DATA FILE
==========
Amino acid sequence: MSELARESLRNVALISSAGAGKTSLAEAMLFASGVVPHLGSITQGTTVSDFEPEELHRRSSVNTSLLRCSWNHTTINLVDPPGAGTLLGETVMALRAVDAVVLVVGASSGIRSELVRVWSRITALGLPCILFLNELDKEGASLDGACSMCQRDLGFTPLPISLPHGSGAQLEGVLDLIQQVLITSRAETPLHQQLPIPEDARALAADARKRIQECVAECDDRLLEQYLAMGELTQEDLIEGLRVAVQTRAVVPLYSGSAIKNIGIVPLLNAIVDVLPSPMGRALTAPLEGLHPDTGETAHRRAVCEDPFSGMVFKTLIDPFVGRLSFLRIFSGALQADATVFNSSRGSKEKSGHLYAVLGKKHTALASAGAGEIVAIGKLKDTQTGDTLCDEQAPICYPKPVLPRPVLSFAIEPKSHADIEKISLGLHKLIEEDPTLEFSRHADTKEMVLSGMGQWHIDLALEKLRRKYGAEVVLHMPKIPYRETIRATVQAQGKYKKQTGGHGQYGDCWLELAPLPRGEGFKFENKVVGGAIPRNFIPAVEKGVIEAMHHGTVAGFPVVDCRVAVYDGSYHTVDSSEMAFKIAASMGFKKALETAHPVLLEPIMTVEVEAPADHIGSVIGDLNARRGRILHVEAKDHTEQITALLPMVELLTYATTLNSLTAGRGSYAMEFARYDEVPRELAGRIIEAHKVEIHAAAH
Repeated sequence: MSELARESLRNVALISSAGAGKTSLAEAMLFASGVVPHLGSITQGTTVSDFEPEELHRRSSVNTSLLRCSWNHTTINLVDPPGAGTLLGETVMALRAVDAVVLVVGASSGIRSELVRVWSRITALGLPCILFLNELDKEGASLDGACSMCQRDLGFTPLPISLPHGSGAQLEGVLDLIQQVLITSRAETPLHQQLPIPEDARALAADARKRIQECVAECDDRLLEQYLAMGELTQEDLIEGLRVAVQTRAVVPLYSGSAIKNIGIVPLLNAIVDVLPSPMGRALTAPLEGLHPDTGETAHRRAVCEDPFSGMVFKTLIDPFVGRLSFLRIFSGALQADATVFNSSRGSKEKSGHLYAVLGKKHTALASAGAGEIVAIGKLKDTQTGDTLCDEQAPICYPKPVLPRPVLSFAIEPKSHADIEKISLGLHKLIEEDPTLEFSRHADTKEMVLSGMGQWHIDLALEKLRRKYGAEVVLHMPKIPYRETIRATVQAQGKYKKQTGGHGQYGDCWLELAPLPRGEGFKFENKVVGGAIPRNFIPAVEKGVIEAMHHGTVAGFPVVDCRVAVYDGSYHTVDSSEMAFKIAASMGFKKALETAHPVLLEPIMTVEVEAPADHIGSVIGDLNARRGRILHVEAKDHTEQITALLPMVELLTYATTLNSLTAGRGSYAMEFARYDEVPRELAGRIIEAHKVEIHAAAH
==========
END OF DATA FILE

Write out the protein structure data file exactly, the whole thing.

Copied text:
Amino acid sequence: MSELARESLRNVALISSAGAGKTSLAEAMLFASGVVPHLGSITQGTTVSDFEPEELHRRSSVNTSLLRCSWNHTTINLVDPPGAGTLLGETVMALRAVDAVVLVVGASSGIRSELVRVWSRITALGLPCILFLNELDKEGASLDGACSMCQRDLGFTPLPISLPHGSGAQLEGVLDLIQQVLITSRAETPLHQQLPIPEDARALAADARKRIQECVAECDDRLLEQYLAMGELTQEDLIEGLRVAVQTRAVVPLYSGSAIKNIGIVPLLNAIVDVLPSPMGRALTAPLEGLHPDTGETAHRRAVCEDPFSGMVFKTLIDPFVGRLSFLRIFSGALQADATVFNSSRGSKEKSGHLYAVLGKKHTALASAGAGEIVAIGKLKDTQTGDTLCDEQAPICYPKPVLPRPVLSFAIEPKSHADIEKISLGLHKLIEEDPTLEFSRHADTKEMVLSGMGQWHIDLALEKLRRKYGAEVVLHMPKIPYRETIRATVQAQGKYKKQTGGHGQYGDCWLELAPLPRGEGFKFENKVVGGAIPRNFIPAVEKGVIEAMHHGTVAGFPVVDCRVAVYDGSYHTVDSSEMAFKIAASMGFKKALETAHPVLLEPIMTVEVEAPADHIGSVIGDLNARRGRILHVEAKDHTEQITALLPMVELLTYATTLNSLTAGRGSYAMEFARYDEVPRELAGRIIEAHKVEIHAAAH
Repeated sequence: MSELARESLRNVALISSAGAGKTSLAEAMLFASGVVPHLGSITQGTTVSDFEPEELHRRSSVNTSLLRCSWNHTTINLVDPPGAGTLLGETVMALRAVDAVVLVVGASSGIRSELVRVWSRITALGLPCILFLNELDKEGASLDGACSMCQRDLGFTPLPISLPHGSGAQLEGVLDLIQQVLITSRAETPLHQQLPIPEDARALAADARKRIQECVAECDDRLLEQYLAMGELTQEDLIEGLRVAVQTRAVVPLYSGSAIKNIGIVPLLNAIVDVLPSPMGRALTAPLEGLHPDTGETAHRRAVCEDPFSGMVFKTLIDPFVGRLSFLRIFSGALQADATVFNSSRGSKEKSGHLYAVLGKKHTALASAGAGEIVAIGKLKDTQTGDTLCDEQAPICYPKPVLPRPVLSFAIEPKSHADIEKISLGLHKLIEEDPTLEFSRHADTKEMVLSGMGQWHIDLALEKLRRKYGAEVVLHMPKIPYRETIRATVQAQGKYKKQTGGHGQYGDCWLELAPLPRGEGFKFENKVVGGAIPRNFIPAVEKGVIEAMHHGTVAGFPVVDCRVAVYDGSYHTVDSSEMAFKIAASMGFKKALETAHPVLLEPIMTVEVEAPADHIGSVIGDLNARRGRILHVEAKDHTEQITALLPMVELLTYATTLNSLTAGRGSYAMEFARYDEVPRELAGRIIEAHKVEIHAAAH